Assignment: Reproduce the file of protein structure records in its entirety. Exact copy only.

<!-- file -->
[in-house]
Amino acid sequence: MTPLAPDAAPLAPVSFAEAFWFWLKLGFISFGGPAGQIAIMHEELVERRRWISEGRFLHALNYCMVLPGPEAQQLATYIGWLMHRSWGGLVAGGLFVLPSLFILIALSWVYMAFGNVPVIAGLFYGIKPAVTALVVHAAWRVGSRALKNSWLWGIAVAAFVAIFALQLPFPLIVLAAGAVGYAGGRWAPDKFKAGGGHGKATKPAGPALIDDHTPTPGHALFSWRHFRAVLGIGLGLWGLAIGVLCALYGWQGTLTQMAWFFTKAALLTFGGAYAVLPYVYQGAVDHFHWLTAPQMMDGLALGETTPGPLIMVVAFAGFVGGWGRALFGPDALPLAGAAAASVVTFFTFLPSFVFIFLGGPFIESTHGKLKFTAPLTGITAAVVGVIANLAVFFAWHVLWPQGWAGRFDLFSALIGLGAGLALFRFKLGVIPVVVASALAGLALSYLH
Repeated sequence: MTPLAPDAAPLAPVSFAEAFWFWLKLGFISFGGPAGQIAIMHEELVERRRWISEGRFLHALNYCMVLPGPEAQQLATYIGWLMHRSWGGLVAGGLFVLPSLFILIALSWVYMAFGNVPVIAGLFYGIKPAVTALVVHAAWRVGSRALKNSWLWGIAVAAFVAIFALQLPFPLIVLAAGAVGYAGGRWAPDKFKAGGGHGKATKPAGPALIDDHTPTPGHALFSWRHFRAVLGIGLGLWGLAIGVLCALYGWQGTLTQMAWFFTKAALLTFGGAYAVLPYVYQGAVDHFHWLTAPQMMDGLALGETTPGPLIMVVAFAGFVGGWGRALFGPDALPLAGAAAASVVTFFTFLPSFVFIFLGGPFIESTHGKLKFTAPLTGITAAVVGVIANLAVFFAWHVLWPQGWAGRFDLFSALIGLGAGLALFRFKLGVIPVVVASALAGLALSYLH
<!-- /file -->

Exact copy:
[in-house]
Amino acid sequence: MTPLAPDAAPLAPVSFAEAFWFWLKLGFISFGGPAGQIAIMHEELVERRRWISEGRFLHALNYCMVLPGPEAQQLATYIGWLMHRSWGGLVAGGLFVLPSLFILIALSWVYMAFGNVPVIAGLFYGIKPAVTALVVHAAWRVGSRALKNSWLWGIAVAAFVAIFALQLPFPLIVLAAGAVGYAGGRWAPDKFKAGGGHGKATKPAGPALIDDHTPTPGHALFSWRHFRAVLGIGLGLWGLAIGVLCALYGWQGTLTQMAWFFTKAALLTFGGAYAVLPYVYQGAVDHFHWLTAPQMMDGLALGETTPGPLIMVVAFAGFVGGWGRALFGPDALPLAGAAAASVVTFFTFLPSFVFIFLGGPFIESTHGKLKFTAPLTGITAAVVGVIANLAVFFAWHVLWPQGWAGRFDLFSALIGLGAGLALFRFKLGVIPVVVASALAGLALSYLH
Repeated sequence: MTPLAPDAAPLAPVSFAEAFWFWLKLGFISFGGPAGQIAIMHEELVERRRWISEGRFLHALNYCMVLPGPEAQQLATYIGWLMHRSWGGLVAGGLFVLPSLFILIALSWVYMAFGNVPVIAGLFYGIKPAVTALVVHAAWRVGSRALKNSWLWGIAVAAFVAIFALQLPFPLIVLAAGAVGYAGGRWAPDKFKAGGGHGKATKPAGPALIDDHTPTPGHALFSWRHFRAVLGIGLGLWGLAIGVLCALYGWQGTLTQMAWFFTKAALLTFGGAYAVLPYVYQGAVDHFHWLTAPQMMDGLALGETTPGPLIMVVAFAGFVGGWGRALFGPDALPLAGAAAASVVTFFTFLPSFVFIFLGGPFIESTHGKLKFTAPLTGITAAVVGVIANLAVFFAWHVLWPQGWAGRFDLFSALIGLGAGLALFRFKLGVIPVVVASALAGLALSYLH